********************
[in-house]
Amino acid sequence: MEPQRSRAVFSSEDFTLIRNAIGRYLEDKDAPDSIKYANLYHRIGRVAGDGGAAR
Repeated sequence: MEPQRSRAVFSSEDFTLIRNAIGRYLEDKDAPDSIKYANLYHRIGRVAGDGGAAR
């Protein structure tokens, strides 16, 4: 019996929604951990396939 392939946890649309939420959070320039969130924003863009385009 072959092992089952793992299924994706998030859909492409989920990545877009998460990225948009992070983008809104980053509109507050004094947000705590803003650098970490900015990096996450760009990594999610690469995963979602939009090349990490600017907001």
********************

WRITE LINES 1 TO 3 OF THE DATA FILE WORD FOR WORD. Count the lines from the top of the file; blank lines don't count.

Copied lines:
[in-house]
Amino acid sequence: MEPQRSRAVFSSEDFTLIRNAIGRYLEDKDAPDSIKYANLYHRIGRVAGDGGAAR
Repeated sequence: MEPQRSRAVFSSEDFTLIRNAIGRYLEDKDAPDSIKYANLYHRIGRVAGDGGAAR